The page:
Experience (Emerson)

"Experience" is an essay by Ralph Waldo Emerson. It was published in the collection Essays: Second Series in 1844. The essay is preceded by a poem of the same title.

In one passage, Emerson speaks out against the effort to over-intellectualize life - and particularly against experiments to create utopias, or ideal communities. A wise and happy life, Emerson believes, requires a different attitude. The mention of "Education Farm" is a reference to Brook Farm, a short-lived utopian community founded by former Unitarian minister George Ripley and his wife Sophia Ripley.

Ralph Waldo Emerson
  • The American Scholar (1837)
  • Divinity School Address (1838)
  • "Concord Hymn" (1836)
  • "Uriel" (1846)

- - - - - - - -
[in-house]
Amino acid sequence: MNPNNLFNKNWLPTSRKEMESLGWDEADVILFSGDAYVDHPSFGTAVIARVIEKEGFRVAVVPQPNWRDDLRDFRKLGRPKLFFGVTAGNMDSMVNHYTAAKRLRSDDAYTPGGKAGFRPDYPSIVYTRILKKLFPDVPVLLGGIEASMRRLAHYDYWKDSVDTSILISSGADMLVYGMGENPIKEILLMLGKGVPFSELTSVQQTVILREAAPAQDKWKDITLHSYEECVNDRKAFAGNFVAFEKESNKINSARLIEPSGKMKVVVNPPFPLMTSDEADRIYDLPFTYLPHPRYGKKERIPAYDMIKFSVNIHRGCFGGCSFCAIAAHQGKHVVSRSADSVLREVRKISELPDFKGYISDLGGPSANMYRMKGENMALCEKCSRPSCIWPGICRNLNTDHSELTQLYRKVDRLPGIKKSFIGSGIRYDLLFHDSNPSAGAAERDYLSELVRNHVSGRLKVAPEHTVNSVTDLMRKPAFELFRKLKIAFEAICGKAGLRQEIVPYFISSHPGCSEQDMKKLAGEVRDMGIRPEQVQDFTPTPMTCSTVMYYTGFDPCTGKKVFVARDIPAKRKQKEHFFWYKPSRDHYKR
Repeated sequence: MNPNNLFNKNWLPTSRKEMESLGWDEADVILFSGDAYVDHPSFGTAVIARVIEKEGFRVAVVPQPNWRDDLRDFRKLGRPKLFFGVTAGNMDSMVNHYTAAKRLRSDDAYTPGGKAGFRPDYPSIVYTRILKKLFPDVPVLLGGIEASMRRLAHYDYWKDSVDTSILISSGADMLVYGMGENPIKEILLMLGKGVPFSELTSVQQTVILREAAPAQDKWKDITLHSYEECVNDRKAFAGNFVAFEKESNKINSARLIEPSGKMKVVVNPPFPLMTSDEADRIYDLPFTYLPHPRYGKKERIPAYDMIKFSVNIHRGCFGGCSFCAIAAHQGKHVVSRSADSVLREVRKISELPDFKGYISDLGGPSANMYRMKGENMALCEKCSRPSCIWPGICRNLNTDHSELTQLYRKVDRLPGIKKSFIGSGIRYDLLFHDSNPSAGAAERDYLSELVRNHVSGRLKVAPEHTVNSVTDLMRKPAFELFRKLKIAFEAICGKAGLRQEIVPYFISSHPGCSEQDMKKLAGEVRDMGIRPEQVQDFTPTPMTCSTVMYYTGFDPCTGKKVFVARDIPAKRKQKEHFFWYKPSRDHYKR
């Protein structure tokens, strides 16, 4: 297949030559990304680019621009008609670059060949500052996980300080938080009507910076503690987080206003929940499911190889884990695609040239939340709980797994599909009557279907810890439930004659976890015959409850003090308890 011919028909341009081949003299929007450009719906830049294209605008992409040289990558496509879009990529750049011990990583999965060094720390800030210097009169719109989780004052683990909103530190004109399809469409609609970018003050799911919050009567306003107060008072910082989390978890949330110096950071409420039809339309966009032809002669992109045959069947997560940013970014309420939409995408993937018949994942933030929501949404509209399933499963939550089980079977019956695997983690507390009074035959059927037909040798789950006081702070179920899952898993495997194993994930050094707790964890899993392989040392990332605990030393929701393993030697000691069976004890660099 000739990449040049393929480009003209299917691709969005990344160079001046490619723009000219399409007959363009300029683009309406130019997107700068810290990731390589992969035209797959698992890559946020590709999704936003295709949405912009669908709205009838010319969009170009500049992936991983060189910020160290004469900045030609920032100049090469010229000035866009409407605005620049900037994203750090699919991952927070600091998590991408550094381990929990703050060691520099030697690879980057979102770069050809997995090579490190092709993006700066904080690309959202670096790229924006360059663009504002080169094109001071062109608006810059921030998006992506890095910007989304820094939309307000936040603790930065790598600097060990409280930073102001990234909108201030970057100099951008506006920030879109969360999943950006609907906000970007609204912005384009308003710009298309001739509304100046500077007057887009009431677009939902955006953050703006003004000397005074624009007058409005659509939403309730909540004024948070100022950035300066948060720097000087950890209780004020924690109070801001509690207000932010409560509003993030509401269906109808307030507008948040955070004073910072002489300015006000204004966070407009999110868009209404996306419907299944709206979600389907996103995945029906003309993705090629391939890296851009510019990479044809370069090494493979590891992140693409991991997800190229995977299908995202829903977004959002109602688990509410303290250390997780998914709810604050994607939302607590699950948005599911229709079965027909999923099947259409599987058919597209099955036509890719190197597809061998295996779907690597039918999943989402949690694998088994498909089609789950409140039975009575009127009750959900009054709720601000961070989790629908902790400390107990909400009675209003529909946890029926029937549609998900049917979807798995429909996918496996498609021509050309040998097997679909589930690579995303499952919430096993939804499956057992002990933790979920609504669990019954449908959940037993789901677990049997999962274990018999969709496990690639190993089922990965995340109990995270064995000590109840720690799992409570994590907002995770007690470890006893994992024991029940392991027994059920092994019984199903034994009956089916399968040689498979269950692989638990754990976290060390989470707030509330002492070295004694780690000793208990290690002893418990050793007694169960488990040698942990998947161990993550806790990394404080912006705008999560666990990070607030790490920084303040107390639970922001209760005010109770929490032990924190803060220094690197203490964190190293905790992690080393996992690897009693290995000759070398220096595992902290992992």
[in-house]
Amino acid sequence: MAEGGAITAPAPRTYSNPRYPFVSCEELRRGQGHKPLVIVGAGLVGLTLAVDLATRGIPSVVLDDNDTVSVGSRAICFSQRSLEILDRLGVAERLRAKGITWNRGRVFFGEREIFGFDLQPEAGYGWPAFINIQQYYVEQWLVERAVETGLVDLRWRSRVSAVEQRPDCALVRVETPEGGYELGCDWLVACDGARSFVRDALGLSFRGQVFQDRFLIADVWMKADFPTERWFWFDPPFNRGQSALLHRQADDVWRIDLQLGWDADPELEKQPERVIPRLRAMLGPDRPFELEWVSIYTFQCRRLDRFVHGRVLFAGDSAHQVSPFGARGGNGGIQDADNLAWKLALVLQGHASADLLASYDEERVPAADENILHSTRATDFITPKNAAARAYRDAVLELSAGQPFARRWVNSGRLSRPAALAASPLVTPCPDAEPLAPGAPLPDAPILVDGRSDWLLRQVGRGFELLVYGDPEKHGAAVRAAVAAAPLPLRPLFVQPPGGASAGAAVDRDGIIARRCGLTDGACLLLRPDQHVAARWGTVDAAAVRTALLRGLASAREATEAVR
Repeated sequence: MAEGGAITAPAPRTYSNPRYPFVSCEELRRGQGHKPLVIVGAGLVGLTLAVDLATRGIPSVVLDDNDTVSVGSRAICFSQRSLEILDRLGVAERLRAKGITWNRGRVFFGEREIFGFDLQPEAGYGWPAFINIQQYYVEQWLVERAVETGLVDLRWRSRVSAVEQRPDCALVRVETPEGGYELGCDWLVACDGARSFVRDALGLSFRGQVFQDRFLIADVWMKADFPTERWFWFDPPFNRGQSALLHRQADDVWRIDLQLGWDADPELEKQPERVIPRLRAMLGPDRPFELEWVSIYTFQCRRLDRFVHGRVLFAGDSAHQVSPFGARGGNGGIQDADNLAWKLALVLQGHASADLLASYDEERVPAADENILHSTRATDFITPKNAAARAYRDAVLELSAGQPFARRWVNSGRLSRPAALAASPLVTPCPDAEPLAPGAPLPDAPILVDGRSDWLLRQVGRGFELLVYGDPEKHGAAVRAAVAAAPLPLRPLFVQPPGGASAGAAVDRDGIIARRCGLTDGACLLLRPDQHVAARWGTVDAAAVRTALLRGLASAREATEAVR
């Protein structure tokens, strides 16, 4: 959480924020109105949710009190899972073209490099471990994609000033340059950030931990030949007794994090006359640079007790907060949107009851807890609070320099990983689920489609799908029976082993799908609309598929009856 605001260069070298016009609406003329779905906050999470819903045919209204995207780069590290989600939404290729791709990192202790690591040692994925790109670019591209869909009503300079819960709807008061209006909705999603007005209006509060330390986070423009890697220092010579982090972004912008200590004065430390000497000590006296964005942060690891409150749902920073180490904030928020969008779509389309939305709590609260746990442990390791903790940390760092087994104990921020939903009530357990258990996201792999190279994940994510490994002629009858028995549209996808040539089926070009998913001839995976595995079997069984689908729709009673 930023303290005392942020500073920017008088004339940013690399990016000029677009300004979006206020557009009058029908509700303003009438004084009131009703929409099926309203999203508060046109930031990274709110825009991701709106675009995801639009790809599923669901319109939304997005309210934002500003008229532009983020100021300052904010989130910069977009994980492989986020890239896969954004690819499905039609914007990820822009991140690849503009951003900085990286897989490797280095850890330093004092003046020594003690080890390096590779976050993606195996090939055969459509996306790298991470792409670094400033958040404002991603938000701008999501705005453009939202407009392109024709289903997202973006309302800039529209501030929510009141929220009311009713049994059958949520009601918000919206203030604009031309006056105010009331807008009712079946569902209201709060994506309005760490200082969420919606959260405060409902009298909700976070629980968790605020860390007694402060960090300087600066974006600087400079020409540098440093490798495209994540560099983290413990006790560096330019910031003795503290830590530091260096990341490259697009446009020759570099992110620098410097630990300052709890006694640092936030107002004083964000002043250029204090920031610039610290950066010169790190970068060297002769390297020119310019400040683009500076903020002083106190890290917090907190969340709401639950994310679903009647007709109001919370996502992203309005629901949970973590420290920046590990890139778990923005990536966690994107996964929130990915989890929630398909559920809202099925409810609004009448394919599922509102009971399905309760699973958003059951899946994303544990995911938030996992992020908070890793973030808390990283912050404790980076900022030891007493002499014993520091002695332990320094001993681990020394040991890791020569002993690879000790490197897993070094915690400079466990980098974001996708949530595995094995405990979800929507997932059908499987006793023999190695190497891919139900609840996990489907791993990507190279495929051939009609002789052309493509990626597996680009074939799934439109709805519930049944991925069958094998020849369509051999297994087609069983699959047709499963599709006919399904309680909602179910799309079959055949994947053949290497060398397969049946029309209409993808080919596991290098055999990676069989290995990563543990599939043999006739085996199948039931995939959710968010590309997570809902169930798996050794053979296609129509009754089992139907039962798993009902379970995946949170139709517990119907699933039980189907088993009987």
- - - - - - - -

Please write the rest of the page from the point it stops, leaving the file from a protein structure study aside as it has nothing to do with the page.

• "The Rhodora" (1847)
  • "Brahma" (1856)
  • Nature (1836)
  • Self-Reliance (1841)
  • Compensation (1841)
  • Over-soul (1841)
  • Circles (1841)
  • The Poet (1844)
  • Experience (1844)
  • Politics (1844)
  • New England Reformers (1844)
Essay collections
  • Essays: First Series (1841)
  • Essays: Second Series (1844)
  • Representative Men (1850)
  • The Conduct of Life (1860)
Related articles
  • The Atlantic
  • Letter to Martin Van Buren
  • Ralph Waldo Emerson House
  • The Old Manse
  • Transcendentalism
  • Transcendental Club
  • Amos Bronson Alcott
  • Thomas Carlyle
  • Edward Waldo Emerson
  • Mary Moody Emerson
  • Rev. William Emerson
  • Nathaniel Hawthorne
  • Oliver Wendell Holmes, Sr.
  • Henry Wadsworth Longfellow
  • James Russell Lowell
  • Henry David Thoreau

Famous quotes containing the word experience:

    A parent who from his own childhood experience is convinced of the value of fairy tales will have no difficulty in answering his child’s questions; but an adult who thinks these tales are only a bunch of lies had better not try telling them; he won’t be able to related them in a way which would enrich the child’s life.
    Bruno Bettelheim (20th century)